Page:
Published On: April 29th, 2019By Categories: Editions, Feature, News4.6 min read
new rules

Helicopter Association International HAI Matt Zuccaro president gave his take on the current helicopter market and beyond when he spoke to World Airnews

Despite the recent down turn in the oil industry Helicopter Association International president Matt Zuccaro remains upbeat about the present state of the civilian helicopter market.

Commenting in relation to the Honeywell forecast for 2019 – which records a slight decline in new purchases world-wide, Zuccaro said the diversity of the report gives a unique look into the helicopter world and the outlook between North America and developing countries will not look the same.

Factors which could have contributed to the Honeywell prediction of 4,000 unit purchases for 2019 also include the general state of the world-wide economy which is battling at the moment and this will have an impact on operators and leasing companies whose assets are sitting on the ramp.

“It is this pool that must be sold first before any new orders can be placed,” said Zuccaro.

Turning his attention to Africa and the Middle East, he said, that Honeywell recorded that the region would have a 15% new purchase rate – the second highest next to North America.

“This is where the growth is the strongest. It is exciting times for this region as the industry comes into maturity and makes more and more use of more and more mission profiles many of which are for the greater good in society such as wildlife protection, fire-fighting, power line inspection and transportation,” he said.

“So while in general I agree with the Honeywell forecasts I have to say that more and more individuals are making use of helicopters as an essential business tool and that these machines are seen as an asset and something that is essential”.

“But having said that, many companies are extremely optimistic about the future. We have just come out of the HAI Heli-Expo in Atlanta and it was fantastic. There were many deals being written up on the floor.”

“It’s very difficult to predict exactly what the number of units sold in the world is going to be”.


Moving onto the future of helicopters, the world is witnessing one of the most incredible moments in the history of transportation. As we move away from fossil fuels to electricity the freedom to innovate is already at our door.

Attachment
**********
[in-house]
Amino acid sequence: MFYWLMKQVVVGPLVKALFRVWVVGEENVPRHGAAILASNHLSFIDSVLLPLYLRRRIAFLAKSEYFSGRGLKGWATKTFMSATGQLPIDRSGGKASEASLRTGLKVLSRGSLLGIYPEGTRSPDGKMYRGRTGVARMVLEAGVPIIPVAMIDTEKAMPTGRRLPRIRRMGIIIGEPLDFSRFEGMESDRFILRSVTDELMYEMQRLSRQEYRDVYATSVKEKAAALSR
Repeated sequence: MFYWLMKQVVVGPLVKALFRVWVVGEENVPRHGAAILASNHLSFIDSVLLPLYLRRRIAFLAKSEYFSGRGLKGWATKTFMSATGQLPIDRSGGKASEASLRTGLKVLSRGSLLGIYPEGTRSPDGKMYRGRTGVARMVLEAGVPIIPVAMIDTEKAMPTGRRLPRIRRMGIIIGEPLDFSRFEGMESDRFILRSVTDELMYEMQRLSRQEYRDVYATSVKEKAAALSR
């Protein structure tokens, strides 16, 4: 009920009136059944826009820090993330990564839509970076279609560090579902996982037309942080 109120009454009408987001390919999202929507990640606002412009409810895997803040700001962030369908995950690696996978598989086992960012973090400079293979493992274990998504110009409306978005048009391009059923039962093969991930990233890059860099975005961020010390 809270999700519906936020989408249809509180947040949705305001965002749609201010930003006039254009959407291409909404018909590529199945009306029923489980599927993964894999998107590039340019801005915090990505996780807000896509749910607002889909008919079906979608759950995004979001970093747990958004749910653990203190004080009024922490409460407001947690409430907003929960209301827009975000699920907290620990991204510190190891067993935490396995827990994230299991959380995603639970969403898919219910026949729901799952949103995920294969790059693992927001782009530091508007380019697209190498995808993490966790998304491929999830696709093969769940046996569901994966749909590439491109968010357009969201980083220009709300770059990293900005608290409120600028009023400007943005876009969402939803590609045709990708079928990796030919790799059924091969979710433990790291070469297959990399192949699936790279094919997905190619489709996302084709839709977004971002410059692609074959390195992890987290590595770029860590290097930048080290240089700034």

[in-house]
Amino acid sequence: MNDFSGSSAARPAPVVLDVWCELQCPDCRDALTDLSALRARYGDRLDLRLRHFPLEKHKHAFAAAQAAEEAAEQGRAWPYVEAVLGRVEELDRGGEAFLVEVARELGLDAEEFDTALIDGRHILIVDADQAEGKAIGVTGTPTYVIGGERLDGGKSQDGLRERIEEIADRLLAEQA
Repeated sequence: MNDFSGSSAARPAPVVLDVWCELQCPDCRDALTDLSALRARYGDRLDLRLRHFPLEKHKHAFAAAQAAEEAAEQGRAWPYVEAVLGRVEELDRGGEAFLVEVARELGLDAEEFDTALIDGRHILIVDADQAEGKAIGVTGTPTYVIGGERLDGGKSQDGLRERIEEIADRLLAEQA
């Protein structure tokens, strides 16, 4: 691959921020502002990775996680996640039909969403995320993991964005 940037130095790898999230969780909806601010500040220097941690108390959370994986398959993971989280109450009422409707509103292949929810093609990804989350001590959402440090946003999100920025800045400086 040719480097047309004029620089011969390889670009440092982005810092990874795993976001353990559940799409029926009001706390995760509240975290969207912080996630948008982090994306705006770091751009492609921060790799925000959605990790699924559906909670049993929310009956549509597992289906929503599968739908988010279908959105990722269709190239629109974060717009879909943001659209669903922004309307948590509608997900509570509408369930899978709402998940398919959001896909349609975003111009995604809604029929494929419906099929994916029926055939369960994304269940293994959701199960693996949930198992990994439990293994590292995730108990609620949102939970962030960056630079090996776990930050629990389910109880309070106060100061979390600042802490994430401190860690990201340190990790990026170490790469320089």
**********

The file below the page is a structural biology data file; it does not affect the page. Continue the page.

Zuccaro said the future of transportation lies in a combination between helicopters and unmanned drones or vehicles.

“Helicopters can undertake plenty of different types of missions – which no other vehicle can better execute  – but then there are drones  and these can fly at a height of at less than 500 feet, added to this the advances made on the EVTOL or electric vertical takeoff and lift sector – the future lies somewhere in-between all of these elements”.

He said the time is coming when technology will be so advanced “that we will be using unmanned vehicles to get around” and members of the public are going to be saying nothing about flying in these vehicles.

“In fact they will rather be considering which vehicle will take them longer using less energy”.

He said companies are looking at ways for the machine to fly faster, fly higher, carry a heavier payload and in the fixed wing category new and advanced types of blades as well as considering all the ‘push pull’ factors

The focus is on quiet technology . Everything is about reducing noise – and this is again where drones come in. In fact many of the booths at the Heli-Expo were taken up by the newest drone technology. I think, all in all, we are reaching a watershed moment. It is exciting times as the thirst for these advancements continues.


Currently the biggest challenge facing in the helicopter market is how to address the world-wide shortage of maintenance technicians and pilot.

Zuccaro said HAI is busy on an aggressive drive to attract young people into the industry focussing on a sales and marketing campaign to capture their hearts and minds.

“We are competing with other sectors of the airline industry like charter and commercial who are also looking and facing the same challenge. In this technological world, young people have so many unbelievable opportunities.”

He said HAI had worked with the university of North Dakota looking into the shortage and their study had showed between 8 000 – 35 000 maintenance technicians would be needed over the next couple of years.

“We actually had three scheduled airlines on the floor at Heli-Expo hawking the floor – actively recruiting helicopter pilots to move over into the commercial world. It is a competitive world and we are going to have to be aggressive about how we attract young people to this exciting sector.


Specifically, several models of helicopter that are planning to launch this year are:

  • The Kopter SH-9 – a Swiss-built multi-seat helicopter for primarily commercial use.
  • The Sikorsky S-97 Raider – a coaxial compound helicopter with stacked tandem-rotors and a “pusher” prop for mostly military work.
  • The Zefhir – an Italian-built two-seater for commercial use.


“I remember back in the day when trams were first introduced and many people refused to get in them. They said they did not want to get in them as no-one was driving them. Today nobody could care less and trams are totally accepted.”

Today we are looking at self-driving cars and very soon we will be looking at self driving aircraft or taxis. These future aircraft will have no crews and this will be a whole other ball game.”